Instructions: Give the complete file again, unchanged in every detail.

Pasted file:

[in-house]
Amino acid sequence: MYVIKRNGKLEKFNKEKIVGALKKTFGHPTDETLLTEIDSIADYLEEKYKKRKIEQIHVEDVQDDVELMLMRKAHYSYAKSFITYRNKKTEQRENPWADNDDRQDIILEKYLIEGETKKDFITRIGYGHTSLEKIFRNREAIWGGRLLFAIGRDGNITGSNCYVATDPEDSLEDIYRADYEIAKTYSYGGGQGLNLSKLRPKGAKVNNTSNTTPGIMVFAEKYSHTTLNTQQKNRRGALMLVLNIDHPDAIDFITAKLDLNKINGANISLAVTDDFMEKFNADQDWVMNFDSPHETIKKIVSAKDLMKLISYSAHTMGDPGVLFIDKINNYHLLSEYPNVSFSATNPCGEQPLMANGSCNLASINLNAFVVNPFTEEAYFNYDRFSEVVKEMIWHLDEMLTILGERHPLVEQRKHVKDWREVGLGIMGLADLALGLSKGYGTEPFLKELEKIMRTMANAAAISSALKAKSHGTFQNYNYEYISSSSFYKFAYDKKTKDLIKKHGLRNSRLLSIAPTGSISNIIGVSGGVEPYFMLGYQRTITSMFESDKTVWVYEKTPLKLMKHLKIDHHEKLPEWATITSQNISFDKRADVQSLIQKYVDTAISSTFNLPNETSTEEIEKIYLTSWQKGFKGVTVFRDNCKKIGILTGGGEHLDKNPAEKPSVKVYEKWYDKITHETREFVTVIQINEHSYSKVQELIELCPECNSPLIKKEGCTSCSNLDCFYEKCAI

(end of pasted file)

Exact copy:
[in-house]
Amino acid sequence: MYVIKRNGKLEKFNKEKIVGALKKTFGHPTDETLLTEIDSIADYLEEKYKKRKIEQIHVEDVQDDVELMLMRKAHYSYAKSFITYRNKKTEQRENPWADNDDRQDIILEKYLIEGETKKDFITRIGYGHTSLEKIFRNREAIWGGRLLFAIGRDGNITGSNCYVATDPEDSLEDIYRADYEIAKTYSYGGGQGLNLSKLRPKGAKVNNTSNTTPGIMVFAEKYSHTTLNTQQKNRRGALMLVLNIDHPDAIDFITAKLDLNKINGANISLAVTDDFMEKFNADQDWVMNFDSPHETIKKIVSAKDLMKLISYSAHTMGDPGVLFIDKINNYHLLSEYPNVSFSATNPCGEQPLMANGSCNLASINLNAFVVNPFTEEAYFNYDRFSEVVKEMIWHLDEMLTILGERHPLVEQRKHVKDWREVGLGIMGLADLALGLSKGYGTEPFLKELEKIMRTMANAAAISSALKAKSHGTFQNYNYEYISSSSFYKFAYDKKTKDLIKKHGLRNSRLLSIAPTGSISNIIGVSGGVEPYFMLGYQRTITSMFESDKTVWVYEKTPLKLMKHLKIDHHEKLPEWATITSQNISFDKRADVQSLIQKYVDTAISSTFNLPNETSTEEIEKIYLTSWQKGFKGVTVFRDNCKKIGILTGGGEHLDKNPAEKPSVKVYEKWYDKITHETREFVTVIQINEHSYSKVQELIELCPECNSPLIKKEGCTSCSNLDCFYEKCAI